Interview Kickstart Remote Interview Survival Guide Part 2
Welcome to the second part of Interview Kickstart’s survival guide on continuing to educate you on the best practices for remote interviews. In this segment, you will learn how to create a proper set-up for a remote interview.
Here's what this article will cover:
- Writing Code during Remote Interviews
- Whiteboard Setup
- Digital Setup
- For Coding
- For Drawing
- Good ‘ol pencil and paper
- In our next instalment
Writing Code During Remote Interviews
For actual coding/drawing, there are three primary configurations that can work:
- Whiteboard Setup (Whiteboard or a Flip Chart is the same thing for this purpose)
- Digital Setup
- Good ‘ol pencil and paper
Pick your setup according to what’s most comfortable to you. There is no right or wrong.
With a Whiteboard Setup, we assume that you’ll be writing code and diagramming on a whiteboard. You will want to place your computer and/ or webcam on a desk with the camera focused on a whiteboard. Similar to a traditional onsite interview, you will stand in front of the whiteboard and use it to solve your problems.
In the Digital Setup, you will sit at a desk and use screen-sharing or other collaborative tools online while solving problems.
When it comes to using Good ‘ol paper and pencil, we would recommend using a quality webcam or overhead document camera to show an interviewer your work.
In either case, you will need to be sure that you have a strong internet connection, a HD camera (computer or high quality USP camera), and the tools to execute.
Note that you will need to ask the interviewer (or recruiter) if you can use your favorite tools and if your setup works for them. Many interviewers will be comfortable with this request as they want you to succeed. That being said, if they do insist on their preferred setup, it will likely be fairly similar to your own (assuming you follow the tips outlined in this guide. ;-) ).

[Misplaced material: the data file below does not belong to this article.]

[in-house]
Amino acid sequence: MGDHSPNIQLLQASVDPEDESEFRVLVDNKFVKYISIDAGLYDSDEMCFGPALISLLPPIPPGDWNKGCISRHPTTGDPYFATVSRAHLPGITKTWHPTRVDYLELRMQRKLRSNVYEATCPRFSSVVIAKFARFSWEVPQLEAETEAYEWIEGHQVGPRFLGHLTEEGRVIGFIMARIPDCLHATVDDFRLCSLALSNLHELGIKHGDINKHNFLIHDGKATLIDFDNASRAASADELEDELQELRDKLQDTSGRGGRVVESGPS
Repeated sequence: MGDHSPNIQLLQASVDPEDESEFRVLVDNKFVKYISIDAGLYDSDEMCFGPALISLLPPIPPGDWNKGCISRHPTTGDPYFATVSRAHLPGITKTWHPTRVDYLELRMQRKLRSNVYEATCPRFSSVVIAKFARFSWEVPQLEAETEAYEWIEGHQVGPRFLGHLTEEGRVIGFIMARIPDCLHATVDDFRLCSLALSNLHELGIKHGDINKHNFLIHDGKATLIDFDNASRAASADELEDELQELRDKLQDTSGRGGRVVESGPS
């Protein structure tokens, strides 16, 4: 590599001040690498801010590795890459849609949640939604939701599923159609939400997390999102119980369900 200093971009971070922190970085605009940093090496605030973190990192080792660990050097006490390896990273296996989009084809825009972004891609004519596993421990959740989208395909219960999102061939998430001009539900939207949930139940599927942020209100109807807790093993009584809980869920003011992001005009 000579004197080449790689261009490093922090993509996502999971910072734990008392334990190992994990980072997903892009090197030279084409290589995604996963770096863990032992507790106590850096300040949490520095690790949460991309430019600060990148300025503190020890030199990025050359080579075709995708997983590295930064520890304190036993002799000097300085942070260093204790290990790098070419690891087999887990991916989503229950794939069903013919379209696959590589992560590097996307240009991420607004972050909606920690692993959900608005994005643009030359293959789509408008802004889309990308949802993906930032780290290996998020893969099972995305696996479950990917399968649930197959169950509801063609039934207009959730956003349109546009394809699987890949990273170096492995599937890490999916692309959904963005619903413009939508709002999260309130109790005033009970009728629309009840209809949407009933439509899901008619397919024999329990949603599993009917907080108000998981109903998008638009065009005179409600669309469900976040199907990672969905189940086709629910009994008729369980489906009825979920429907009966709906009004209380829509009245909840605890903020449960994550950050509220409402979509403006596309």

Below is a list of recommended equipment you will need for each setup we discussed:
With this setup we assume that you’ll be writing code and diagramming on a whiteboard.
- Whiteboard or Whiteboard Adhesive alternative products like a FlipChart
- Expo, (Black, Blue, and Red) whiteboard markers.
- Pro-tip from a frugal tech startup, moonlighting as a school for software developers: Keep markers capped and store upside down to keep them fresh.
- USB lapel microphone or wireless headset microphone
- Book, stools, or other elevated surfaces can also be used to add height to the camera view.
For this setup, you will be using a PC and/or a tablet to do the coding and drawing during the remote interview. Some of the tools below have corresponding mobile apps.
- A PC is the preferred device to code on if you already have access to one since typing and viewing the screen will be easier.
- CoderPad.io is one of the most popular code editors. Codebunk.com, Collabedit.com, and Codepair are some other code editors you can look into. Google Docs can also work.
- The easiest way to digitally draw diagrams is to pair a tablet with a virtual whiteboard. Most video conferencing tools like Zoom have one in their software.
- More great drawing tools: Draw.io is the one of the most popular, while Bitpaper.io, https://conceptboard.com/, and ExplainEverything app (Our instructors’ favorite app for teaching) are also quite useful.
Good ‘ol pencil and paper
- Just write in your favorite notebook and hold it in front of the camera.
- Or use an overhead digital document camera with USB or other video streaming capability.
- Remember to have a couple of extra pencils (and maybe some extra paper) at hand.
- Make sure your lighting is bright enough for the interview to easily see what you have written or drawn on paper.
You should now have a better understanding on how to approach interviewers and your setup for when you meet with them for the next phase of the interview process. However, have you thought about the things that could go wrong?
In our next installment, we discuss how to problem-solve technical difficulties that can interrupt your interview and affect your chances of nailing the technical interview out of the park. See you in the next part!
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